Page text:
Proclaiming the Lord’s Death
What is the single most important event in human history? The discovery of fire? Creation of the wheel? The internet? Facebook? Texting? Twittering?
For the child of God, what should be the most important event is the death of Jesus Christ for our sins. That moment where He gave Himself so that we might have salvation.
The apostle Paul wrote in 1 Corinthians 11:26, “For as often as you eat this bread and drink this cup, you proclaim the Lord’s death until He comes.” Christians gather on the first day of the week to remember what Jesus did. Paul said we proclaim what He did.
In many ways, it is a sad proclamation. In Romans 5:6, Paul also wrote, “For when we were still without strength, in due time Christ died for the ungodly.” Jesus gave His life because you and I chose to sin. Jesus’ blood was shed because we were selfish and willful. He paid the price so we do not have to. If we were to be right with God, there was no other way. That ought to cause profound sorrow in our hearts.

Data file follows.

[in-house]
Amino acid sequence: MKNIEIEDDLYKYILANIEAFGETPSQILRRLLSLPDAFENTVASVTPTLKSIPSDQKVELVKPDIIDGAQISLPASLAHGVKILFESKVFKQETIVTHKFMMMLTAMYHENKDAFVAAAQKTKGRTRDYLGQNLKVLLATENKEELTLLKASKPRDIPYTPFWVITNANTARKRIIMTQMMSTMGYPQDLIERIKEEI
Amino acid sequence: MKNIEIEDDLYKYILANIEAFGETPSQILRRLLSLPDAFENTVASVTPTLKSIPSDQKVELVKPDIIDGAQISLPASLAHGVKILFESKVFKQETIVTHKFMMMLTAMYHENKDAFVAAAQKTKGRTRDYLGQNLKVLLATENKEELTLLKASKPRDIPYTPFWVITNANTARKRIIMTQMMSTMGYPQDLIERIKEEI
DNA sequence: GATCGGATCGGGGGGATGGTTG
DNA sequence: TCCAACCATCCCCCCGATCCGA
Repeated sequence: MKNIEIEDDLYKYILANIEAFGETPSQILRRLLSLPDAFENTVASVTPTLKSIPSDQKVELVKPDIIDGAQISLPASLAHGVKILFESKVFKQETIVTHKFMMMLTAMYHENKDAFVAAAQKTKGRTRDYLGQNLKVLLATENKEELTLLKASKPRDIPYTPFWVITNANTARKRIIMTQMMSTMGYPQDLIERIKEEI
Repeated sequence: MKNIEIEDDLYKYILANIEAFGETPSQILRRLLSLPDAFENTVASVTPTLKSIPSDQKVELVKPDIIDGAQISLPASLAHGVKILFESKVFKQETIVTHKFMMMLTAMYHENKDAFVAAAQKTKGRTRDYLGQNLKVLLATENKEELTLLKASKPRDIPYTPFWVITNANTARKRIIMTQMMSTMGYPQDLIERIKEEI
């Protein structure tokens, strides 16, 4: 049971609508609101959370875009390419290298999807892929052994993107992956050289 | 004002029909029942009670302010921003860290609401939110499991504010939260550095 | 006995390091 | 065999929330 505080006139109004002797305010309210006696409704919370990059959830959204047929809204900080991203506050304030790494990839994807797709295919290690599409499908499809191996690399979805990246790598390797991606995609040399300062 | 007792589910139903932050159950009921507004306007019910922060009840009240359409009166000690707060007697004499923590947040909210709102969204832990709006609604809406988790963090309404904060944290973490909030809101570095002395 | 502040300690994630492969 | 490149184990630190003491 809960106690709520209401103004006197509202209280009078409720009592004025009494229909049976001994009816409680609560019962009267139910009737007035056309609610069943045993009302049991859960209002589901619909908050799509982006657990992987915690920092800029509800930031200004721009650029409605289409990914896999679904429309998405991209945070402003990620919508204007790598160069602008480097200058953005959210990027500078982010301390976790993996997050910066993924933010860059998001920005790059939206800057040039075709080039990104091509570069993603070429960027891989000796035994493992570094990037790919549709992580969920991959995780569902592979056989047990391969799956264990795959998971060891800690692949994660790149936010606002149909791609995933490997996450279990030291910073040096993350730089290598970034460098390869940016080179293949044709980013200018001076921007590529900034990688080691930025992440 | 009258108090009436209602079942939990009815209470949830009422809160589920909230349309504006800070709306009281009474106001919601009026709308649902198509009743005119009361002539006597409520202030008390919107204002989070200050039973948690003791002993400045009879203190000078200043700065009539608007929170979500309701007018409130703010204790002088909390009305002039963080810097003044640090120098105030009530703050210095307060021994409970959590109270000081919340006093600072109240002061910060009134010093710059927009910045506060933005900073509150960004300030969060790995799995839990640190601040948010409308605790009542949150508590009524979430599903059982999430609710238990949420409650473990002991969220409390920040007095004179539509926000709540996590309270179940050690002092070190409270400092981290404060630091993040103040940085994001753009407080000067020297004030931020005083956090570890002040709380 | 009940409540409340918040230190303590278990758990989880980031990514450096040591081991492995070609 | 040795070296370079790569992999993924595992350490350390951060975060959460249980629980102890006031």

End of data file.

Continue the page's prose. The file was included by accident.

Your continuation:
But, it is an equally joyous proclamation. Christ willingly—and, the Hebrew writer adds, gladly (Hebrews 12:1-3)—gave Himself for us. God so loved the world that He gave His Son. And, Jesus so loved the Father and us that He went. Because of what Jesus did we may have salvation, though we are not worthy. Thanks be to God!
That’s why the Lord's Supper on the first day of the week is so important. It is a time when we remember, we give thanks and we proclaim. We do this every Lord’s Day (Acts 20:7) because it is a shared meal with Christians, and we desire to gather each Lord's Day to worship God and encourage one another. We do it each Lord's Day because we must always must remind ourselves of this foundational truth: while we were enemies, Christ died for us.
So, this week, when you take the Lord’s Supper, proclaim! Proclaim your sorrow that you caused His death. Proclaim your joy that His death brings your salvation. Proclaim it to your brothers and sisters. And through the week, let’s proclaim it to the world through godly behavior and reverential honor for God.